The map on this page shows not only who’s winning in each of the state’s 99 counties, but, using Patchwork Nation, it shows how the candidates are doing in each of Iowa’s eight types of county – from the wealthy Monied Burbs to the rural agricultural Tractor Country counties. It will fill in with data as the results from the caucuses come in.
It’s easy to beat up Iowa, to criticize the power it has in the presidential selection process every four years. It’s not representative of the nation at large in terms of demography. And the influence of agriculture on the state economy often means it’s out of step with what’s happening nationally.
But there are also lessons and insights out of the quadrennial caucus vote – particularly if you go beyond who wins and loses and look at what examines in a broader context. Patchwork Nation, a reporting project that breaks the nation into 12 demographic/geographic types along county lines offers some insights.
The map on this page shows not only who’s in winning in each of the state’s 99 counties, but, using Patchwork Nation, it shows how the candidates are doing in each of Iowa’s eight types of county – from the wealthy Monied Burbs to the rural agricultural Tractor Country counties. It will fill in with data as the results from the caucuses come in.
Consider this a primer to reading this map and understanding the some of the broader messages out of Tuesday night’s results. Much will depend on who actually comes out to vote, but these are some of the basic themes to watch.
Winning the Burbs: There are only four Monied Burb counties in Iowa (around Des Moines in the state’s center and in the west near Omaha, NE), but in 2008 they produced 26 percent of all the caucus votes. In 2012, they could be good territory for former Massachusetts Gov. Mitt Romney. The Burbs, which are wealthier than average, tend to be less focused on cultural issues like gay marriage and more on the economy. They should be Romney’s strong suit.
If Texas Congressman Ron Paul wins in the Burbs, it means populist anger in these counties is running high.
In 2008, former Arkansas Gov. Mike Huckabee won the Burbs. While there was a lot of focus on Huckabee’s Evangelical credentials in 2008, he won a broad victory in the state. His populist anti-Washington/Wall Street talk was a big reason why.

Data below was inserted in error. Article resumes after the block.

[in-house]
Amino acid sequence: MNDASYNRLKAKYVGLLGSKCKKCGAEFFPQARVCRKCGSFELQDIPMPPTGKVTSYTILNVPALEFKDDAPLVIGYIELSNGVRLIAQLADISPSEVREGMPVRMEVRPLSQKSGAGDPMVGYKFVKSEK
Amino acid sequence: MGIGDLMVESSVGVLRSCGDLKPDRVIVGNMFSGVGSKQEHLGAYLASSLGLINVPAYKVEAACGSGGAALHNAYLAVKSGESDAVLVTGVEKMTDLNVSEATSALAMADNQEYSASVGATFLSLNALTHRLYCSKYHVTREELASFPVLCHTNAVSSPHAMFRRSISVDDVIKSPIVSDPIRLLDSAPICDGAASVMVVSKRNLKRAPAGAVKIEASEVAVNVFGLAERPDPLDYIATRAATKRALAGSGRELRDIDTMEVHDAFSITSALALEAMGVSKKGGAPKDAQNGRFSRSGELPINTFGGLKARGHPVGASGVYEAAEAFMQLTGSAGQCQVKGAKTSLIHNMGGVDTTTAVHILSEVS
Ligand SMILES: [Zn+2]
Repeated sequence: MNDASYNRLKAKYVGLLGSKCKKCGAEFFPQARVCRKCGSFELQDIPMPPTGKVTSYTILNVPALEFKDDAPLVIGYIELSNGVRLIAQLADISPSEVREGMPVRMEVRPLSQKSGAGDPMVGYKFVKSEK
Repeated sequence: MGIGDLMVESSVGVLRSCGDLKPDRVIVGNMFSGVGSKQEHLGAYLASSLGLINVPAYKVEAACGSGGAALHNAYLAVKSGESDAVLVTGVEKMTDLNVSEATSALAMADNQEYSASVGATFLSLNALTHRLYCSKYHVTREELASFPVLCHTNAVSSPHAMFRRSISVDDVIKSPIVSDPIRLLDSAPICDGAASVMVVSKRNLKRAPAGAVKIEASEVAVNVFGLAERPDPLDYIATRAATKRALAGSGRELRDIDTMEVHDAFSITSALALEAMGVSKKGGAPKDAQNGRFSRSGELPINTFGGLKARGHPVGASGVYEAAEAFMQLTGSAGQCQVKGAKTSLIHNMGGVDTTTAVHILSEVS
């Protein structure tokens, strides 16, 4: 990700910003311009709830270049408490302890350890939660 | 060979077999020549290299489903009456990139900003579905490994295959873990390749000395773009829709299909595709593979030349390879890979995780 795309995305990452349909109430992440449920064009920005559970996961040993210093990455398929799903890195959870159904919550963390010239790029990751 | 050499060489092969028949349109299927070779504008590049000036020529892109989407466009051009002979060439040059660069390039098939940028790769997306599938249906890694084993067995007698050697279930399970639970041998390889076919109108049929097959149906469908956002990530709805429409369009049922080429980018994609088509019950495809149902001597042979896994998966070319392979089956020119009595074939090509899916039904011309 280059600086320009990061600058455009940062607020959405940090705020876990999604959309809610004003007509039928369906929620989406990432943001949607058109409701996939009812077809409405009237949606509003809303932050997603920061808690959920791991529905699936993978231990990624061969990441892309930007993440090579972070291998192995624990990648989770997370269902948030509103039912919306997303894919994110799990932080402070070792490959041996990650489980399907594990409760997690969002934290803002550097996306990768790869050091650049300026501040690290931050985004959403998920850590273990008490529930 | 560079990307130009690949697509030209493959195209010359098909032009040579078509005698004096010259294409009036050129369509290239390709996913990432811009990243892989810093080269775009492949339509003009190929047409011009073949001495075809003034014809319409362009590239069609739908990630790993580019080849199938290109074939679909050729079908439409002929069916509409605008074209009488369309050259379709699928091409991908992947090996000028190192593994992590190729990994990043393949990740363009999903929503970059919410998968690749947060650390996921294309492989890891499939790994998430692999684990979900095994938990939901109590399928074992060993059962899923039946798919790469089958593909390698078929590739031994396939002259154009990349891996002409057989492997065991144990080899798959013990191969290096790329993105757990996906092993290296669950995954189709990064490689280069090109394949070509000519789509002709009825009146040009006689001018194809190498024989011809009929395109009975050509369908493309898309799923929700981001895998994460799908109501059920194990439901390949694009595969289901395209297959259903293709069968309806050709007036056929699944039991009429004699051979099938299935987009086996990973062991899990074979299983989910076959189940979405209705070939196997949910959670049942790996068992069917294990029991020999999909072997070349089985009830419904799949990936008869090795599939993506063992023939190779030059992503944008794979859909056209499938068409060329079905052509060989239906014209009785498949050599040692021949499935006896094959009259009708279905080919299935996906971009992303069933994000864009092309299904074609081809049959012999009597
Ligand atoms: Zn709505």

Big Vote in the Graying Counties: The biggest turnout in the 2008 caucuses came from the state’s 56 Emptying Nest counties, some 36,000 attendees. Those counties are typified by large populations of people 55 and over and in Iowa in particular tend to be pretty culturally conservative. If Romney does well in these counties, it’s a good night for him.
But this could be where we see the impact of the “Santorum surge” of the last few days – that former Pennsylvania Sen. Rick Santorum. But He also could lose votes here to Ron Paul or other cultural conservative candidates such as Minnesota Congresswoman Michele Bachmann and Texas Gov. Rick Perry.
Evangelicals and Farmers: The counties we call Tractor Country and the Evangelical Epicenters, are by far the most the culturally conservative counties in the state overall. They went heavily for Mike Huckabee in 2008. Expect them to be good for Rick Santorum (or Bachmann or Perry) tonight.
There aren’t a lot of votes here – only about 8,100 in 2008 – but there are worth watching for their reaction to Mitt Romney. Romney, with his Wall Street background and his Mormon faith, is not necessarily a great fit for many voters in these counties. If he does better than he did in 2008 – where he got about 17 percent of the vote in these counties – that would be a win for him.
We’ll check in later to see how the vote shakes out. In the meantime watch and click on this map to do you own analysis.